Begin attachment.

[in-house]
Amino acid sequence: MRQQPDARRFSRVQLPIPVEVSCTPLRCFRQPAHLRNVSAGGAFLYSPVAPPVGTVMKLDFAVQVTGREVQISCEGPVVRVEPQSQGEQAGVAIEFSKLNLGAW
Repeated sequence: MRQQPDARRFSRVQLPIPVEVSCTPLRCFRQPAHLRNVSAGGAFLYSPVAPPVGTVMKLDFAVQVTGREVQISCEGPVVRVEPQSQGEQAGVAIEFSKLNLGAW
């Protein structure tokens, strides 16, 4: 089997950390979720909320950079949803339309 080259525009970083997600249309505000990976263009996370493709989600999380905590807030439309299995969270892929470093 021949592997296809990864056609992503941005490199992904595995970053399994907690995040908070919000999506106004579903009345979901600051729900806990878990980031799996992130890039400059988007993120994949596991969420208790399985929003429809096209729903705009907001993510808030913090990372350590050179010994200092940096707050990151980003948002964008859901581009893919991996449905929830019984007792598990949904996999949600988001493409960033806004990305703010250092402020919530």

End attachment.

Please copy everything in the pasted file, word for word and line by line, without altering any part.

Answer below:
[in-house]
Amino acid sequence: MRQQPDARRFSRVQLPIPVEVSCTPLRCFRQPAHLRNVSAGGAFLYSPVAPPVGTVMKLDFAVQVTGREVQISCEGPVVRVEPQSQGEQAGVAIEFSKLNLGAW
Repeated sequence: MRQQPDARRFSRVQLPIPVEVSCTPLRCFRQPAHLRNVSAGGAFLYSPVAPPVGTVMKLDFAVQVTGREVQISCEGPVVRVEPQSQGEQAGVAIEFSKLNLGAW
């Protein structure tokens, strides 16, 4: 089997950390979720909320950079949803339309 080259525009970083997600249309505000990976263009996370493709989600999380905590807030439309299995969270892929470093 021949592997296809990864056609992503941005490199992904595995970053399994907690995040908070919000999506106004579903009345979901600051729900806990878990980031799996992130890039400059988007993120994949596991969420208790399985929003429809096209729903705009907001993510808030913090990372350590050179010994200092940096707050990151980003948002964008859901581009893919991996449905929830019984007792598990949904996999949600988001493409960033806004990305703010250092402020919530």